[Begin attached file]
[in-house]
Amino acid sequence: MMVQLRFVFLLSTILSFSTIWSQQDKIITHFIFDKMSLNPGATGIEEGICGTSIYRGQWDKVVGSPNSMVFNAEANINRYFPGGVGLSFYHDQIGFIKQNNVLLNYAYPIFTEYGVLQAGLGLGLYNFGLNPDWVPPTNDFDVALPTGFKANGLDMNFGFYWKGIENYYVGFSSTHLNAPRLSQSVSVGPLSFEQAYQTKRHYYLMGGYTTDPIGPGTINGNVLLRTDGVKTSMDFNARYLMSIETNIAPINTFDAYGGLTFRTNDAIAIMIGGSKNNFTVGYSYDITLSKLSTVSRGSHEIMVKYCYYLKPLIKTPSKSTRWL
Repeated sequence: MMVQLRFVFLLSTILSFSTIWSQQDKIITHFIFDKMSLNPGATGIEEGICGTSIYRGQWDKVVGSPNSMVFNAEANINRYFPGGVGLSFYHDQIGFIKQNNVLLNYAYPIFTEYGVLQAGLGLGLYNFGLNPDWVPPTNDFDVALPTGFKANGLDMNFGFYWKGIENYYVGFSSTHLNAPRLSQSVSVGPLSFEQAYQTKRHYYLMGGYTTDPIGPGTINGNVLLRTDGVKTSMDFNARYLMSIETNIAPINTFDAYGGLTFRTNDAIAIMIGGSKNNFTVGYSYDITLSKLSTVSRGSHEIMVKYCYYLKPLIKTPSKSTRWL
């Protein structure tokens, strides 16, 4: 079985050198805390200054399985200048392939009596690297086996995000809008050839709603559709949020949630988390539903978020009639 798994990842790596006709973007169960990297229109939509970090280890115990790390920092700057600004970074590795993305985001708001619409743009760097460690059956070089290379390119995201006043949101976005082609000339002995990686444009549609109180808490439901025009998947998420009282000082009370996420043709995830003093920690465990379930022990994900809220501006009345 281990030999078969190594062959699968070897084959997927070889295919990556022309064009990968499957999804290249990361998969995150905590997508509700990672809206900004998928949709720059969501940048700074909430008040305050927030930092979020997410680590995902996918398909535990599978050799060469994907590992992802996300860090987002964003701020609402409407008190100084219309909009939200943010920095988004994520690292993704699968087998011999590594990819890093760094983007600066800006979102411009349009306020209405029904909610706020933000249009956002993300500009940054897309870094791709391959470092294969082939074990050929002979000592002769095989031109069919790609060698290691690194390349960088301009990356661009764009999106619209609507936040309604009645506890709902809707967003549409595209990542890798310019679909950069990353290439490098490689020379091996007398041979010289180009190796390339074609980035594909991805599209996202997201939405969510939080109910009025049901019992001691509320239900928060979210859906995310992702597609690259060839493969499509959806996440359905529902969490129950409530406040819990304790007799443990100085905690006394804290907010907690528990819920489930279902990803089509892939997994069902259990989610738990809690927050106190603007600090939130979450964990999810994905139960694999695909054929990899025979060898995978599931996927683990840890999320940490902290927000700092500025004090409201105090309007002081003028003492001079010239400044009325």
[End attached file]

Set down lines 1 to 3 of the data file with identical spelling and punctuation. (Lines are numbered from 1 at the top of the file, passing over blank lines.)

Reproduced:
[in-house]
Amino acid sequence: MMVQLRFVFLLSTILSFSTIWSQQDKIITHFIFDKMSLNPGATGIEEGICGTSIYRGQWDKVVGSPNSMVFNAEANINRYFPGGVGLSFYHDQIGFIKQNNVLLNYAYPIFTEYGVLQAGLGLGLYNFGLNPDWVPPTNDFDVALPTGFKANGLDMNFGFYWKGIENYYVGFSSTHLNAPRLSQSVSVGPLSFEQAYQTKRHYYLMGGYTTDPIGPGTINGNVLLRTDGVKTSMDFNARYLMSIETNIAPINTFDAYGGLTFRTNDAIAIMIGGSKNNFTVGYSYDITLSKLSTVSRGSHEIMVKYCYYLKPLIKTPSKSTRWL
Repeated sequence: MMVQLRFVFLLSTILSFSTIWSQQDKIITHFIFDKMSLNPGATGIEEGICGTSIYRGQWDKVVGSPNSMVFNAEANINRYFPGGVGLSFYHDQIGFIKQNNVLLNYAYPIFTEYGVLQAGLGLGLYNFGLNPDWVPPTNDFDVALPTGFKANGLDMNFGFYWKGIENYYVGFSSTHLNAPRLSQSVSVGPLSFEQAYQTKRHYYLMGGYTTDPIGPGTINGNVLLRTDGVKTSMDFNARYLMSIETNIAPINTFDAYGGLTFRTNDAIAIMIGGSKNNFTVGYSYDITLSKLSTVSRGSHEIMVKYCYYLKPLIKTPSKSTRWL